Pandora's Box

Devilish

Jo Beverley
2000, European Historical Romance (1760s [Georgian] England)
Signet, $6.99, 352 pages, Amazon ASIN 0451199979
Part of a series

Grade: N/A
Sensuality: N/A

There is a staff review of this book as well

This month we are reading Devilish, the much-awaited Rothgar book (on sale April 10th) from Jo Beverley. This is the fifth book in the Malloren series and gives us the love story of the Marquess of Rothgar (Beowulf Malloren) and Diana, Countess of Arrandale. Rothgar was first introduced in My Lady Notorious and has played a crucial role in each of the other Malloren books. Diana appeared in last year's Secrets of the Night and it was obvious from the first meeting that Rothgar had met his match. Lady Diana inherits an earldom and makes the mistake of tweaking King George III by asking to be seated in the House of Lords. The King is horrified and dispatches Rothgar to bring her to London to meet eligible men at Court and pick a husband or the King will pick one for her. And so the fun begins!

Linda:   Carol, one of the prized items at last year's Celebrate Romance convention was Waiting for Rothgar 2000 buttons. I am happy to say that Rothgar was worth the wait.

Carol:   I agree. I had kind of given up on any Malloren book being able to equal Tempting Fortune or My Lady Notorious, her first two, but Beverley pulled it off with Devilish.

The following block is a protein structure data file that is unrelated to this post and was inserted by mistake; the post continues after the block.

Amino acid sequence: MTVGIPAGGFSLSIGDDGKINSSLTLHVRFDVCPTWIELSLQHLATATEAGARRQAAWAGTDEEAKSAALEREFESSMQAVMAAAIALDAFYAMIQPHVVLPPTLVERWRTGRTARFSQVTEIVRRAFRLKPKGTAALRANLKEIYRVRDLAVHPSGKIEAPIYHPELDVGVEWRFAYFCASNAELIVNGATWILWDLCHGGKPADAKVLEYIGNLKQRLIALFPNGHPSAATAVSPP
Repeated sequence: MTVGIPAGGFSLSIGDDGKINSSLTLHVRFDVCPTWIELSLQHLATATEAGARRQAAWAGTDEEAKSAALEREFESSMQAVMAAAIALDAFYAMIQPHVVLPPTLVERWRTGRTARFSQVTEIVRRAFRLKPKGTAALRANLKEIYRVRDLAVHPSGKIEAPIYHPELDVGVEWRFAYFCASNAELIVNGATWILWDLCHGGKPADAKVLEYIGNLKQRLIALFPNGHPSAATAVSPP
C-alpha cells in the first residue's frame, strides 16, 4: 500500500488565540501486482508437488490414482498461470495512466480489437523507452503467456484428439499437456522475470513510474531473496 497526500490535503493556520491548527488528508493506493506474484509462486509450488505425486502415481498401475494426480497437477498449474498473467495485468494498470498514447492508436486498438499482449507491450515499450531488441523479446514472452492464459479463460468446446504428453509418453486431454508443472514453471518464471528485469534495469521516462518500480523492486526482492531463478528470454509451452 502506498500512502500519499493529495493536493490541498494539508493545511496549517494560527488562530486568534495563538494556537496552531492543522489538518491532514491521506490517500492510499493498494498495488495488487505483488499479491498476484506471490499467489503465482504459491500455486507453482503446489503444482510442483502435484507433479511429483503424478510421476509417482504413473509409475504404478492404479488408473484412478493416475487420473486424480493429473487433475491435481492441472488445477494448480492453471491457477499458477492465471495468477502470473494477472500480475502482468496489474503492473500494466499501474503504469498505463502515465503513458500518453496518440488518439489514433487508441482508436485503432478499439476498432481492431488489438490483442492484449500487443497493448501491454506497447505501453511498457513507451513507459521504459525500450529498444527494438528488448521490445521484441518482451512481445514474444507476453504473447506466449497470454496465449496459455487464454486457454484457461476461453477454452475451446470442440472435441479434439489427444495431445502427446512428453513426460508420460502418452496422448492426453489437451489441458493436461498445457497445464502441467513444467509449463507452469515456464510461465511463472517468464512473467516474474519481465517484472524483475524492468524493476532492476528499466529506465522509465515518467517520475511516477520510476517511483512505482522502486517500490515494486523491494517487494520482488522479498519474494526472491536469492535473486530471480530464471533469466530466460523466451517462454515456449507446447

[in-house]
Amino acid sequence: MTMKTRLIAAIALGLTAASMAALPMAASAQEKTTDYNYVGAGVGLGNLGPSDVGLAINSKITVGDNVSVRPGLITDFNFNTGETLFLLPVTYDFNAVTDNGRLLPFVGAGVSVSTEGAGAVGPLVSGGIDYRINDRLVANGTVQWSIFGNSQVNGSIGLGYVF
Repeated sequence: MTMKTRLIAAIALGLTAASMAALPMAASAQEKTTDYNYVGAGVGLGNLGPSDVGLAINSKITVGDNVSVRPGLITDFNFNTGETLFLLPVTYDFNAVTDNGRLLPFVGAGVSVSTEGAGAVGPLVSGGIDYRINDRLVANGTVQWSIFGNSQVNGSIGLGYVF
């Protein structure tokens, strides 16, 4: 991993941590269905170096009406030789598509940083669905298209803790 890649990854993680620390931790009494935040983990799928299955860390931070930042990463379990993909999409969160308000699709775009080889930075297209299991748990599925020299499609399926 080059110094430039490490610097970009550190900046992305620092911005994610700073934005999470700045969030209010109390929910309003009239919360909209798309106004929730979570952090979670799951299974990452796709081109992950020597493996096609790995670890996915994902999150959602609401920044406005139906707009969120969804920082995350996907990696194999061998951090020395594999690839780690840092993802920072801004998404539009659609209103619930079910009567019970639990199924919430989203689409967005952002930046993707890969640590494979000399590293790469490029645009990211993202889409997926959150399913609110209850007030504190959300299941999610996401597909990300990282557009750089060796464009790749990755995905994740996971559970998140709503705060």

Linda:   Yes, she certainly did. Like you, I loved My Lady Notorious and Tempting Fortune; both of those heroes were just completely delicious. Cyn was aptly named and Bryght was everything one could want in a hero. I had problems with the third one - I just couldn't buy Fort as a hero after books one and two.

Carol:   I had the same problems you did with Fort as a hero in Something Wicked. He's the only hero Beverley's written whom I could not believe as a hero.

Linda:   Yes, Beverley has created some wonderful heroes who need strong women to match them. Portia in Tempting Fortune just dithered too long before she accepted the wonderful Bryght. Both Portia, and Rosa from Secrets of the Night, were so put upon and needed a bit more spine. Until Devilish, my favorite heroine was Lady Chastity Ware in My Lady Notorious. Lady Diana in Devilish was a bright spot in Secrets of the Night and just a joy in Devilish. Beverley has managed to create the perfect mate for Rothgar, which is no small achievement.

Carol:   In Secrets of The Night, a great to-do was made of the fact that Rosa commits adultery with Brand. However, Rosa is presented as such a good, unselfish person that her adultery to save the people on her husband's estate from a religious cult makes the adultery seem heroic. I would rather have a flawed heroine, like Portia. Bryght loves her for those very flaws; she's rash, impulsive and stubborn. However, none of the Malloren series heroines are as satisfactory as the heroes until we meet Lady Diana, Countess of Arrandale, a secondary character in Secrets of the Night and the heroine of Devilish.

Perhaps what I appreciate most about Devilish is that there are no easy outs. Although the other Malloren novels took risks by pushing at the boundaries of the romance genre, with Devilish, Beverley broke through to a whole new level of writing. Above all, she gives us a complex characterization of Rothgar. We've only had hints of him in prior books but she made him a multidimensional hero in his novel.